How long did he live with the knot in his stomach?
Did he fret, preparing his tools,
half an hour before starting to build the crates?
Did dread mestastasize each day,
as he aligned the nail heads so he could work faster?
Did he have a premonition that his son, my grandfather, would never return
when he left to visit his cousin in Saskatchewan?
Where in the world was Saskatchewan?
Ridiculous, might he have said, to comfort himself?
To reassure himself?
To convince himself?
After all, here, in Holyoke, in 1918, they had
a big house,
where they all lived together.
Did he notice the messenger stride up the walk, telegram in hand?
Did he peer over my grandmother’s shoulder as she read it?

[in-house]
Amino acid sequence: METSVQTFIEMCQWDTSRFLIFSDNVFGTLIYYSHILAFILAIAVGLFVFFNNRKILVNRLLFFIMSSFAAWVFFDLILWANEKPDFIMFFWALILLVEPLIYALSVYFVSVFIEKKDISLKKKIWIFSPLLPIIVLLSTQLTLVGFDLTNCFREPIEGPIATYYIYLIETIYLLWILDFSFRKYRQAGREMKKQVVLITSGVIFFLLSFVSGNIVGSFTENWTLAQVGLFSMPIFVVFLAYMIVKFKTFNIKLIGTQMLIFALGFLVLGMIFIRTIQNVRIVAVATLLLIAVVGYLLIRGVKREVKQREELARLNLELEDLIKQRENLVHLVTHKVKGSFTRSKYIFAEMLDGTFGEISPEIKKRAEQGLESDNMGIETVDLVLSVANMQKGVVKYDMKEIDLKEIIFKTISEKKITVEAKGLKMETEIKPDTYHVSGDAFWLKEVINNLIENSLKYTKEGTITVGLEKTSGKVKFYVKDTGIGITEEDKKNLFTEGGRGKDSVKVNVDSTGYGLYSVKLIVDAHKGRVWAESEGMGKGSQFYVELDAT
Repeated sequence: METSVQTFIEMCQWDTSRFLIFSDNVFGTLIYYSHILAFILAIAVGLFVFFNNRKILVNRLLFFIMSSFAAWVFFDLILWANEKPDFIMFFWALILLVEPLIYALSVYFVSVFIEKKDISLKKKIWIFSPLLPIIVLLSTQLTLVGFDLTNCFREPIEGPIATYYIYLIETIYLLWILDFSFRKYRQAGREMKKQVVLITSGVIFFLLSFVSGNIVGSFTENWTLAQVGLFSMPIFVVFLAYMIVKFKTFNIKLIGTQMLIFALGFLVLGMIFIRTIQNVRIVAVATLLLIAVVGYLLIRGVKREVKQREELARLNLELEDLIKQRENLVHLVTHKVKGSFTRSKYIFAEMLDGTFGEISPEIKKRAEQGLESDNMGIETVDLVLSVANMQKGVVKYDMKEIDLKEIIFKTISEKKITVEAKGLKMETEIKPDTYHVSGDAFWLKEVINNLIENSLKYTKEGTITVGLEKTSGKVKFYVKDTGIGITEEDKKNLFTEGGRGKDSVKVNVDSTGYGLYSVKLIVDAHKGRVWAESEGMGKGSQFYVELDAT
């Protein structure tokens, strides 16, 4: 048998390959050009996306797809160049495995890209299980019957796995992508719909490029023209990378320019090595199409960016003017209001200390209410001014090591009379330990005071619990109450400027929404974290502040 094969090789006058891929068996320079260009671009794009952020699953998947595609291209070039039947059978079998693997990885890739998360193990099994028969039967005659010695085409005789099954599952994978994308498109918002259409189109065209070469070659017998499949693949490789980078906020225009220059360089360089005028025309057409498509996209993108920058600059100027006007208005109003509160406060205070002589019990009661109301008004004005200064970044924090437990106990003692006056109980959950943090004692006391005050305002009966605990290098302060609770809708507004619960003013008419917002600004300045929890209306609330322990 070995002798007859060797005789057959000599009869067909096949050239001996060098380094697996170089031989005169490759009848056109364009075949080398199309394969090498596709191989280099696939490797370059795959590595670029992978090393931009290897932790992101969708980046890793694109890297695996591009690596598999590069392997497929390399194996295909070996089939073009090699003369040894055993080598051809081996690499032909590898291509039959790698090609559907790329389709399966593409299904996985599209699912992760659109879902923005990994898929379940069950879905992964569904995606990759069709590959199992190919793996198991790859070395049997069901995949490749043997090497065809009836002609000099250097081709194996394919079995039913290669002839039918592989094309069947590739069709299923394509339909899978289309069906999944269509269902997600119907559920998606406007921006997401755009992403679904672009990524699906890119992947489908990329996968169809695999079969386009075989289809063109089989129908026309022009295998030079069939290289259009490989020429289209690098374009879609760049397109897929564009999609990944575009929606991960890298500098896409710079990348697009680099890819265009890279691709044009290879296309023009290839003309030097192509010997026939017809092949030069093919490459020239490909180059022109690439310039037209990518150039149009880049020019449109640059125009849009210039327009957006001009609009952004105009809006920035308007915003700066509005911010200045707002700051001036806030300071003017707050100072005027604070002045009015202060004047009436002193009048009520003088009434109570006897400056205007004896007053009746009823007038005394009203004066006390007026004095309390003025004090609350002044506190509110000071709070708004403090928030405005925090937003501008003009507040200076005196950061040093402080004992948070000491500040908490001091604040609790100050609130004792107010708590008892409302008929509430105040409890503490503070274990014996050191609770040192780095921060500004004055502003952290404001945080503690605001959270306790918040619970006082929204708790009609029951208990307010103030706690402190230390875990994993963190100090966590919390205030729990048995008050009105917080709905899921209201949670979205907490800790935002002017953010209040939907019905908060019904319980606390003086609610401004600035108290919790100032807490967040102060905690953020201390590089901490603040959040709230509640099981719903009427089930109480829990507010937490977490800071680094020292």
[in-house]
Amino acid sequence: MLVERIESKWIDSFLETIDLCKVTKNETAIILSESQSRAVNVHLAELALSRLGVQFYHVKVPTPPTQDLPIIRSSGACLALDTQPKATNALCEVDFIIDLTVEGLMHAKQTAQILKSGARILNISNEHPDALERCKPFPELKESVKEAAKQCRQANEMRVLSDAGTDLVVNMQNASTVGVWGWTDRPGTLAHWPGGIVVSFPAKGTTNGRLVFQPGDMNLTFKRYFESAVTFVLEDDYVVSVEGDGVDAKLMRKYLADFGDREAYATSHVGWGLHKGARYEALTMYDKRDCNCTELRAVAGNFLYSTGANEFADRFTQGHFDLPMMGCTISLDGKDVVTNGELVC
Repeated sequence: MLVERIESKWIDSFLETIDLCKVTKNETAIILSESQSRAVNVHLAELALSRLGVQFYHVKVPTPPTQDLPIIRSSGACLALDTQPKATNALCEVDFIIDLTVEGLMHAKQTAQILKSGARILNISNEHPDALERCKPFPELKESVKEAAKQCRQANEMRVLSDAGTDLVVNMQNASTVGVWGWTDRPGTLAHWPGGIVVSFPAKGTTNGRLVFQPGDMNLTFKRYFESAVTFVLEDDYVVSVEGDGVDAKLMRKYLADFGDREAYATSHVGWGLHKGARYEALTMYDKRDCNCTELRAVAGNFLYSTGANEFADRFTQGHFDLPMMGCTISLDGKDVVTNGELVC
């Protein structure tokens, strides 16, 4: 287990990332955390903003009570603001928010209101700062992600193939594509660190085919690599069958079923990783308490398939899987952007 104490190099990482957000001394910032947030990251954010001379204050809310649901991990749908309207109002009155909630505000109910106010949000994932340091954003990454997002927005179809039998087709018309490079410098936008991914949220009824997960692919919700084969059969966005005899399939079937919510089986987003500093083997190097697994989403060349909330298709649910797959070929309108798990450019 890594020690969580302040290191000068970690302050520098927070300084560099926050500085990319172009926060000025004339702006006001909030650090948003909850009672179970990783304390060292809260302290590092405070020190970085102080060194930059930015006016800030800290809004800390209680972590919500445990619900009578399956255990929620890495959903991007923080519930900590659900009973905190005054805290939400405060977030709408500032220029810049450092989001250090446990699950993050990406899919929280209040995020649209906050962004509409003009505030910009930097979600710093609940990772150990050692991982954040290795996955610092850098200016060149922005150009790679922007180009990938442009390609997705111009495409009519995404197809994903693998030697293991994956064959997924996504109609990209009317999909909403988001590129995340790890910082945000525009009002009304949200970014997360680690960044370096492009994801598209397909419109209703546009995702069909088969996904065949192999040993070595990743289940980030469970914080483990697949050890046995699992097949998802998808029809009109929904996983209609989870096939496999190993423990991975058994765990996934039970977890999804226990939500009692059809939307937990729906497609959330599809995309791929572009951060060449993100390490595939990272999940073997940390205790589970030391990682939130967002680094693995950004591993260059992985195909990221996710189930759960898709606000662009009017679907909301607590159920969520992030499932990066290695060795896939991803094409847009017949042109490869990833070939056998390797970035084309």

Or did he give her some space, knowing she would confide in him?
Sell everything, and move out West?
What is he thinking?
Did they even ask him if he wanted to go along?
Would he even have considered it, at 67?
How could he live without the grandkids?
How long before the eyes dried, after they left?
Did he accompany them to the train station?
Or did they say good-bye at the house,
suspecting they would never see each other again,
my grandmother heartbroken to leave,
the grandkids wrenched from their home,
great-grandfather loathe to see them go?
What did he do to mute the silence?
Another telegram, another town.
Same regret, same sorrow.